Seeing as it was my first attempt at shortbread I was extremely happy with the results. The cookies did indeed have a tender and crumbly texture. I must say though that I prefer my shortbread with a bit more crunch. Next time then, I'll try a recipe without the cornstarch. If you like melt-in-your-mouth cookies though, this one's for you.


From Tartine

255g unsalted butter, very soft
1/2 tsp salt
255g all-purpose flour
75g cornstarch
70g granulated sugar
55g superfine or granulated sugar for topping

Preheat the oven to 325F. Butter a 6-by-10-inch glass baking dish (or baking dish of your choice with approximately the same dimensions).

Place the butter in a mixing bowl. The butter must be very soft - the consistency of mayonnaise or whipped cream. Add the salt to the butter and mix well with a wooden spoon or whisk so that it dissolves completely before you add the rest of the ingredients. Sift the flour and cornstarch together into a bowl. Add the granulated sugar to the butter and mix until just combined. Add the flour mixture and mix just until a smooth dough forms.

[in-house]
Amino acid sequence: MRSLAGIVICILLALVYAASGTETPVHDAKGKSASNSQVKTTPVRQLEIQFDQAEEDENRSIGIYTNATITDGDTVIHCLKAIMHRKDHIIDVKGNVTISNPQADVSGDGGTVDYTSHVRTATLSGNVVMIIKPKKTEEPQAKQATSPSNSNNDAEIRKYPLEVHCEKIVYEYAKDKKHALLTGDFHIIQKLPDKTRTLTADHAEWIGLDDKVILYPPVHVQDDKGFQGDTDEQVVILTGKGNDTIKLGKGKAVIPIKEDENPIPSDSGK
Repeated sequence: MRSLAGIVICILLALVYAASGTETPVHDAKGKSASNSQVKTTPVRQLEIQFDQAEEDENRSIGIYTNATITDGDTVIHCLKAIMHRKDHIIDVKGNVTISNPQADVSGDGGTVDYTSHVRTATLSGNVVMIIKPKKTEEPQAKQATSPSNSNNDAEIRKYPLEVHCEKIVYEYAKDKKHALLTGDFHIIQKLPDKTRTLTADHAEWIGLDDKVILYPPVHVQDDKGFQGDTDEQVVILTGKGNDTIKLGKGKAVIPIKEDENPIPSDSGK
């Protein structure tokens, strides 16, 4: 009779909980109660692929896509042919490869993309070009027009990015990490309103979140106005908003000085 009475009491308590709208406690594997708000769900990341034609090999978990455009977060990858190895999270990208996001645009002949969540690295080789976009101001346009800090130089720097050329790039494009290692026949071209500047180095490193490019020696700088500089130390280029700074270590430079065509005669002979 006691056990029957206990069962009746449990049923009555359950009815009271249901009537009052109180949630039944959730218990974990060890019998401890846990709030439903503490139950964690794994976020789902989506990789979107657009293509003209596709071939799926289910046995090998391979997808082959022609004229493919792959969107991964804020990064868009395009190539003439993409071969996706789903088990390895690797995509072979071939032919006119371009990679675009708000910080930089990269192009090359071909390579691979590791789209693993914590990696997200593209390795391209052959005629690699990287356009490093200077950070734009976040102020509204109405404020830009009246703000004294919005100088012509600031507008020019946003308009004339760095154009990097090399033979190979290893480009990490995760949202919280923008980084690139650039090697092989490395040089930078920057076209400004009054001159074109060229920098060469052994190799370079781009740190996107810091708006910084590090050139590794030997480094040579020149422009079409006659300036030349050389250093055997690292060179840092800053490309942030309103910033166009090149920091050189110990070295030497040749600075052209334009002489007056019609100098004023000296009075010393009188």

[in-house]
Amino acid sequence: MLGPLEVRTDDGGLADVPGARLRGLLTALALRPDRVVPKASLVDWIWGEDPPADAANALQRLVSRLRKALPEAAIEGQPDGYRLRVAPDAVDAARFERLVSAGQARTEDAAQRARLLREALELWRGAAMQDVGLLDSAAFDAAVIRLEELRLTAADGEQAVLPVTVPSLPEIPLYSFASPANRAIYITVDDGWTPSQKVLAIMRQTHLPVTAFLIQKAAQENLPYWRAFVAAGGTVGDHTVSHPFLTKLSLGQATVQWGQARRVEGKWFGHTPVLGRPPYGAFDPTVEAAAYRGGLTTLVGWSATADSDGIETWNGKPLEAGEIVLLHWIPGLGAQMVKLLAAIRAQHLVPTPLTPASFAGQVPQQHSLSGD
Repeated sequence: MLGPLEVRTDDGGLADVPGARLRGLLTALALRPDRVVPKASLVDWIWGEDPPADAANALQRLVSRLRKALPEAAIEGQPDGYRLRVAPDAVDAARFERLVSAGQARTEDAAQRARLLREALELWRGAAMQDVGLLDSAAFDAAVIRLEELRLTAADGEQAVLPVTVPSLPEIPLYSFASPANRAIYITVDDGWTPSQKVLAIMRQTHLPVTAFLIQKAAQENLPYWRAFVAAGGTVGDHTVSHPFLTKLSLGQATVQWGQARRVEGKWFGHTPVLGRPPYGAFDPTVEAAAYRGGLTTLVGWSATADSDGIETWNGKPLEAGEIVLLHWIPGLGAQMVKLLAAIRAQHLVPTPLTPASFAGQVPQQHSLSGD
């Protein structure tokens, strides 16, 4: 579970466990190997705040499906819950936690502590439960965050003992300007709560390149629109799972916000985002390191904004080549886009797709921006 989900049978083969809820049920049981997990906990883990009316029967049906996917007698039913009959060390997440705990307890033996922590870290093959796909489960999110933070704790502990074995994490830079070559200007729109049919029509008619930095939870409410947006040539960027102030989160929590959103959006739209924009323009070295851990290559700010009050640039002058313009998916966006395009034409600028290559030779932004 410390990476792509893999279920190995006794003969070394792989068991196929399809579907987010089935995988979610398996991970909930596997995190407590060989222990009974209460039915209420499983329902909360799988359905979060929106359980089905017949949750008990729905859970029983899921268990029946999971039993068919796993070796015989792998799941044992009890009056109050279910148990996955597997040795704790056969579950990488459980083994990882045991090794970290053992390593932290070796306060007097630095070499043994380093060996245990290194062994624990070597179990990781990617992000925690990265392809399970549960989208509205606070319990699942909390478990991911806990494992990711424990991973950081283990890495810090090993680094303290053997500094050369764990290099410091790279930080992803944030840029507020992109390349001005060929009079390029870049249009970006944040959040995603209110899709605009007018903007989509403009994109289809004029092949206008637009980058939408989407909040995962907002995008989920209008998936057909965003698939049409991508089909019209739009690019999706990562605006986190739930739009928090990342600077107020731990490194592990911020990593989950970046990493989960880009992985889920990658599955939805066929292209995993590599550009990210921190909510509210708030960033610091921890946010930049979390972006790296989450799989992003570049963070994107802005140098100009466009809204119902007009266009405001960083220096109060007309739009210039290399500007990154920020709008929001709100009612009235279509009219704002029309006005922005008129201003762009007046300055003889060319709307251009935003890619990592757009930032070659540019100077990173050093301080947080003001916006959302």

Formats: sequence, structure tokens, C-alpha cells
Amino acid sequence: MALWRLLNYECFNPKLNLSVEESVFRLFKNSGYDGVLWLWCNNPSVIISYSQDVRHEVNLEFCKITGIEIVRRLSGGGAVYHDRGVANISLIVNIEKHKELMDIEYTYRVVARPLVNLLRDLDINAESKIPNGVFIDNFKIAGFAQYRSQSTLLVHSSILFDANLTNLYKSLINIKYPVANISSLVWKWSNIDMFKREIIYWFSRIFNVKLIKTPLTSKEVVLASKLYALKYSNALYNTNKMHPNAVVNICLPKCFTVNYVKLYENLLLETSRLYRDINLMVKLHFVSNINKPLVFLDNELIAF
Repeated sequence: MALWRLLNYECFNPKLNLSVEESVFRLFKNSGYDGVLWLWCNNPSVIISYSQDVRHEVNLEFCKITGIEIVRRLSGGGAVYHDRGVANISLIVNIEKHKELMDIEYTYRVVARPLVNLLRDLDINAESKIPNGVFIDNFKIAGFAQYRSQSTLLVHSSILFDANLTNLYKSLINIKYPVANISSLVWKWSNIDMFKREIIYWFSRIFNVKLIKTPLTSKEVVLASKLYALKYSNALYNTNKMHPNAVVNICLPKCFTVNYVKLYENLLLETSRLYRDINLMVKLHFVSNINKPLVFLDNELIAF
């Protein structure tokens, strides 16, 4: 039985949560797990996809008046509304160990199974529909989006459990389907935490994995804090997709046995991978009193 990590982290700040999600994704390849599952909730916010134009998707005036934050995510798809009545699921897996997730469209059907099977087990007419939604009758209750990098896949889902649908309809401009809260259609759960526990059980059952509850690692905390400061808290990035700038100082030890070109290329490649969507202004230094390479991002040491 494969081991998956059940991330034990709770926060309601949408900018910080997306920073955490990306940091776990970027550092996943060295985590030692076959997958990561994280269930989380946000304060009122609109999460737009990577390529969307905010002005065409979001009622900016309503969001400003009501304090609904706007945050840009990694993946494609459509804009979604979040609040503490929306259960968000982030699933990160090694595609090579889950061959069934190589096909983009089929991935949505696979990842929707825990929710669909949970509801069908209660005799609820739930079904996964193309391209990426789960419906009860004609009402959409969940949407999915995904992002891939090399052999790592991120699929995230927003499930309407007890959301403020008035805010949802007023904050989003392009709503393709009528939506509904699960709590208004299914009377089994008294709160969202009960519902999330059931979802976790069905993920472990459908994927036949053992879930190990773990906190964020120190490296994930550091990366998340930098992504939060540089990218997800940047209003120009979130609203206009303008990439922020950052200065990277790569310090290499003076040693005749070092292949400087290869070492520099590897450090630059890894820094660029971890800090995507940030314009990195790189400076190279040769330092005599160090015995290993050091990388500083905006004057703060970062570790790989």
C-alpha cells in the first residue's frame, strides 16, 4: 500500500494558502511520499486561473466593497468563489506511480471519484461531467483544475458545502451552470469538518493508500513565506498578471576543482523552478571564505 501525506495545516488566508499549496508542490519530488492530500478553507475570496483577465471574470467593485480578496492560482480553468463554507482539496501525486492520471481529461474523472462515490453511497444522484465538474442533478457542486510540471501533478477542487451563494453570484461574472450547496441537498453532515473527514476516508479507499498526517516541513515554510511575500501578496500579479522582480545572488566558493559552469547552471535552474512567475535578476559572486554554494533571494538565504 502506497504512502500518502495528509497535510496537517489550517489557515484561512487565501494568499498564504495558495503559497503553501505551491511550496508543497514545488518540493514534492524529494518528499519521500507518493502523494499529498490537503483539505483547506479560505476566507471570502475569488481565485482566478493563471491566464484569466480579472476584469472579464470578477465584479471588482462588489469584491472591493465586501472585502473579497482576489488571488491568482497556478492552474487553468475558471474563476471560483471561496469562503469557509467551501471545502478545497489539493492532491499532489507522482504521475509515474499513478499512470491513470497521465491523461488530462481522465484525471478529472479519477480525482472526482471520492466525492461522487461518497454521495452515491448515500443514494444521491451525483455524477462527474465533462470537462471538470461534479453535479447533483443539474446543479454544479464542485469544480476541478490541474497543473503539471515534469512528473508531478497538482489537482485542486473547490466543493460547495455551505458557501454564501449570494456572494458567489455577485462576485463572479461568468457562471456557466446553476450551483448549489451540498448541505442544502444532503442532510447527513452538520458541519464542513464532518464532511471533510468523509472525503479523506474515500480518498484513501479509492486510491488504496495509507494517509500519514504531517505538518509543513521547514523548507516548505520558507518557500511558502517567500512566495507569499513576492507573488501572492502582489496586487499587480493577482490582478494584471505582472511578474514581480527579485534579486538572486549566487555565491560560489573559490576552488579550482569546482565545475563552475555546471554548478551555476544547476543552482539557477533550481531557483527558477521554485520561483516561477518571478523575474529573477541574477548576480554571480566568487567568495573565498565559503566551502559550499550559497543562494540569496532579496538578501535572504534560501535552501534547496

Pat the dough evenly into the prepared baking dish. The dough should be no more than 2/3 inch deep. Bake until the top and bottom are lightly browned, about 30 minutes. The middle of the shortbread should remain light. Let cool on a wire rack until warm to the touch.

Sprinkle the shortbread with the superfine or granulated sugar. Tilt the dish so that the sugar fully and evenly coats the surface and then tip out the excess sugar. With a very thin, sharp knife, cut the shortbread into rectangular fingers about 1/2 inch wide and 2 inches long. If the cookies have become cold they will not slice well, so they must still be warm to the touch at this point. Chill thoroughly before removing from the baking dish.

The first cookie is difficult to remove, but the rest should come out easily with the aid of a small, thin offset spatula. The cookies will keep in an airtight container in a cool place for up to 2 weeks.

Makes one 6-by10-inch pan, about sixty 2-by-1/2-inch bars